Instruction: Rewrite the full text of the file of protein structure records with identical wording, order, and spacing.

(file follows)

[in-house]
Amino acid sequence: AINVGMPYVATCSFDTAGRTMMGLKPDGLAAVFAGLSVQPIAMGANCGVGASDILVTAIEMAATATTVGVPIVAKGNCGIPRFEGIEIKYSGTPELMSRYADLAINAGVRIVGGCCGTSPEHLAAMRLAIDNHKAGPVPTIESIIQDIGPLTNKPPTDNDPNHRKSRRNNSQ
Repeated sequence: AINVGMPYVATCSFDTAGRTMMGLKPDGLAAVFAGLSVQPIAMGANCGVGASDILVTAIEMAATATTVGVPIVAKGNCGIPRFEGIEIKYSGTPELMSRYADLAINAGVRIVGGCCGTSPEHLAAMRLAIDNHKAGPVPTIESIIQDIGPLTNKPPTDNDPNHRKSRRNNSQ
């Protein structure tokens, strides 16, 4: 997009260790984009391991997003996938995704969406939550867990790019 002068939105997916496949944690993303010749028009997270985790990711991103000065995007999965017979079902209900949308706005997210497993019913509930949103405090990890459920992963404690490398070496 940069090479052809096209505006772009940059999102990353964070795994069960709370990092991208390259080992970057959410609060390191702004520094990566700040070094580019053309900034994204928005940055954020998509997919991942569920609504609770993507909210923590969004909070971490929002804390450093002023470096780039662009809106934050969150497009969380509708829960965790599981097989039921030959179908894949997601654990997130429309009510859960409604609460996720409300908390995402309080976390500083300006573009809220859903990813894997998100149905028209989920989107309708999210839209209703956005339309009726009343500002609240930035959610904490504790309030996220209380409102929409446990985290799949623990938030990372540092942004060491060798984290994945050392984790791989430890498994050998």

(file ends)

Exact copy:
[in-house]
Amino acid sequence: AINVGMPYVATCSFDTAGRTMMGLKPDGLAAVFAGLSVQPIAMGANCGVGASDILVTAIEMAATATTVGVPIVAKGNCGIPRFEGIEIKYSGTPELMSRYADLAINAGVRIVGGCCGTSPEHLAAMRLAIDNHKAGPVPTIESIIQDIGPLTNKPPTDNDPNHRKSRRNNSQ
Repeated sequence: AINVGMPYVATCSFDTAGRTMMGLKPDGLAAVFAGLSVQPIAMGANCGVGASDILVTAIEMAATATTVGVPIVAKGNCGIPRFEGIEIKYSGTPELMSRYADLAINAGVRIVGGCCGTSPEHLAAMRLAIDNHKAGPVPTIESIIQDIGPLTNKPPTDNDPNHRKSRRNNSQ
């Protein structure tokens, strides 16, 4: 997009260790984009391991997003996938995704969406939550867990790019 002068939105997916496949944690993303010749028009997270985790990711991103000065995007999965017979079902209900949308706005997210497993019913509930949103405090990890459920992963404690490398070496 940069090479052809096209505006772009940059999102990353964070795994069960709370990092991208390259080992970057959410609060390191702004520094990566700040070094580019053309900034994204928005940055954020998509997919991942569920609504609770993507909210923590969004909070971490929002804390450093002023470096780039662009809106934050969150497009969380509708829960965790599981097989039921030959179908894949997601654990997130429309009510859960409604609460996720409300908390995402309080976390500083300006573009809220859903990813894997998100149905028209989920989107309708999210839209209703956005339309009726009343500002609240930035959610904490504790309030996220209380409102929409446990985290799949623990938030990372540092942004060491060798984290994945050392984790791989430890498994050998």